ADVICE // Why Wedding Photographers (Including Us) Use the Term "Investment" When Talking About Prices
Time to admit something: when I first started my company, I would get so annoyed when photographers used the term “investment” on their websites instead of “price.” It felt like an overly-flowery use of a thesaurus - trying to make things sound fancier than they are instead of being simple and understandable. It also seemed like a bizarre euphemism meant to hide the fact that wedding photography is a business agreement with a cost associated, just another way the Wedding Industrial Complex was trying to con me out of more money.
I am here to say that I was so, so wrong.
And look...before we go any further, I know you're reading this on my website and I use this website to run a business, and that business requires folks to exchange money for my services. I get it, I've got a bias here - but what I want to write about today isn't whether or not photography should be free (I can write a whole other screed on the capitalist value of time BELIEVE IT), it's what I think the true value of photography is, for couples who choose to pay for professional photography. In fact, “investment” is really the BEST word to use when describing the money that is paid to a wedding photographer - as with any investment, your return on it will not necessarily come at the moment of purchase, but over time. And marriages last a long time, if we’re lucky.
Wedding photography is an investment in your future.
Try to imagine a day way in the future, like the year 2053, when Facebook and Instagram are just distant memories. There have probably been some absurd technological advances when it comes to social media (or maybe the tech sector has turned their attention to SAVING THE PLANET vs selling you that dog food it overheard you discussing yesterday, who knows). Anyway, it’s 34 years from now and you and your spouse have traveled the world, enjoyed time with your family, probably discovered the cure for cancer (you smarties), danced together, and cried together. You have gained and lost friends and relatives. Your lives have been rich and full and beautiful.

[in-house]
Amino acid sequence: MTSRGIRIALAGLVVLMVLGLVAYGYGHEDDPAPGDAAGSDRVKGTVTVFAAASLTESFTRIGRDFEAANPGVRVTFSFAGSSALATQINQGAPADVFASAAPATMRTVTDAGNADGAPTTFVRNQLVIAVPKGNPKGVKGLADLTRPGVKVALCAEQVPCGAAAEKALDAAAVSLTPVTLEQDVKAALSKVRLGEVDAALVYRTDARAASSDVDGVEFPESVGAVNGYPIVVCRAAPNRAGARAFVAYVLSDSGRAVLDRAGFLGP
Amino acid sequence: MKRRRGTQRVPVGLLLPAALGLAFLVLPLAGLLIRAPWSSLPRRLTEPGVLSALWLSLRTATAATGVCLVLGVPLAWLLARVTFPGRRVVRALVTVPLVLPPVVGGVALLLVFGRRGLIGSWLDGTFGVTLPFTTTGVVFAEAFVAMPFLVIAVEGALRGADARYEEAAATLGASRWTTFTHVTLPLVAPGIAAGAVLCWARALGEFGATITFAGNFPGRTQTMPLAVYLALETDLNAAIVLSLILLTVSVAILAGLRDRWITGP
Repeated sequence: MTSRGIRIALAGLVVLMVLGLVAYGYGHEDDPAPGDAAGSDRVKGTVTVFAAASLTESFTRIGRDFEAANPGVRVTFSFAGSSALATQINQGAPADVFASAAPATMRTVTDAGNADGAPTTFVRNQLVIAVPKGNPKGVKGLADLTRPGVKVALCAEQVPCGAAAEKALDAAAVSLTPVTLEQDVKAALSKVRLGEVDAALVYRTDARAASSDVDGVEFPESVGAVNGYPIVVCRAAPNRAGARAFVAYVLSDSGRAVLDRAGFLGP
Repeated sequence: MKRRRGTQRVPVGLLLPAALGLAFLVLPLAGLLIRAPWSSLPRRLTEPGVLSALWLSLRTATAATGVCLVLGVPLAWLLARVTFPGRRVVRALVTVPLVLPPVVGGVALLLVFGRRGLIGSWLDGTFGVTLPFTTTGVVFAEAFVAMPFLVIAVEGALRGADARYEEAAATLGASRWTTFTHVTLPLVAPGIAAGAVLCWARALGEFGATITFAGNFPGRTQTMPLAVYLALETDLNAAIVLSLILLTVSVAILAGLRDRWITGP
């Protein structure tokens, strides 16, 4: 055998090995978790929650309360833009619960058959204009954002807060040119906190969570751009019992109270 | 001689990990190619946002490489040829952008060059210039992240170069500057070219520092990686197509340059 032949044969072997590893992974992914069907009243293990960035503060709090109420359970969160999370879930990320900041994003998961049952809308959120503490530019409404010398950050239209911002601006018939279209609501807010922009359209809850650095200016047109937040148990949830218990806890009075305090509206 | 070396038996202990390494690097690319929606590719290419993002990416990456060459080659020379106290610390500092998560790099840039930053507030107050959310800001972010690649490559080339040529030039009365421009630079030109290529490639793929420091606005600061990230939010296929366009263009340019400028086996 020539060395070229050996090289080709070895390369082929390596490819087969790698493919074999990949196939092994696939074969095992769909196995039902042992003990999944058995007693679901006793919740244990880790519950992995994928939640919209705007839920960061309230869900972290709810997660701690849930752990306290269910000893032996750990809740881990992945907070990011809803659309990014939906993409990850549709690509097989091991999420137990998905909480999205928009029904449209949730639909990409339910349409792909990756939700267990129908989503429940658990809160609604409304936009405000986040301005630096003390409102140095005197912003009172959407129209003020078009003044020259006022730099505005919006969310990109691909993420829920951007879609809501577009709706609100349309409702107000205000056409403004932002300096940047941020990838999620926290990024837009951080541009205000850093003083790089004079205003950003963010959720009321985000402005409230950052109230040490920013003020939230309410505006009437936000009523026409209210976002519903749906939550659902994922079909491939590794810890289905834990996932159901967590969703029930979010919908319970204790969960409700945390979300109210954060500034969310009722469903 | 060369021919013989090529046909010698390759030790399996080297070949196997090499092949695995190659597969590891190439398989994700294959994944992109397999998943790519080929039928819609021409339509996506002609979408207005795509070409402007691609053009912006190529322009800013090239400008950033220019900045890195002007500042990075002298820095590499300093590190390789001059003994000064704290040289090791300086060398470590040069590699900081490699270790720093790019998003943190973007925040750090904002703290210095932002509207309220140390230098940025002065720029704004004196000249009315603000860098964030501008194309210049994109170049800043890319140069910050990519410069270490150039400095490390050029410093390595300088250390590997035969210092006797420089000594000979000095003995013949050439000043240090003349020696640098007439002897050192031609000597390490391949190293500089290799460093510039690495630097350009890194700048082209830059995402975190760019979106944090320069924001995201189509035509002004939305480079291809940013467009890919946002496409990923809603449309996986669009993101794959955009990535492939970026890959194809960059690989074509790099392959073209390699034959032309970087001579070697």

In 2053, you have been looking at and enjoying your wedding photos for 30+ years. You have a fancy-shmancy album*, and maybe you look at it every year on your anniversary. Maybe when loved ones visit you, you pull it out and show them. The image of someone’s father, who is no longer with us, dancing his heart out. The image of a flower girl, who is now almost forty and a mother of two, sobbing her way down the aisle. Your best friend from college (who is now a big deal comedian) cracking everyone up with a hilarious toast. Your first kiss as a married couple.
The cost of wedding photography isn’t about just the day itself.
Without photos, these images may fade from memory (and to be fair, some folks like that. Respect.) But when you hire a wedding photographer, you’re making an investment in remembering, and in how you remember. You’re not just paying someone for their time shooting, but for their experience, their eye, their ability to make you feel comfortable in front of the camera, and their understanding of what moments are important to you. You’re paying them for their work that day, but also for their work standing the test of time for the next few decades.*
So here’s my official apology to any photographer I judged, back in 2012, for using the term “Investment” - I’m so sorry. I get it now. And while I’ll never call wedding photography the “most important” investment of anyone’s life/marriage (hellooooo I’m not that egotistical, we’re not ending world hunger over here) I completely understand what an investment it really is.
*Now do y'all see why I'm so adamant about the albums? I care about 2053 you! I care about post-Facebook you! I want you to actually invest in a thing that will give you SO MANY returns for SO LONG!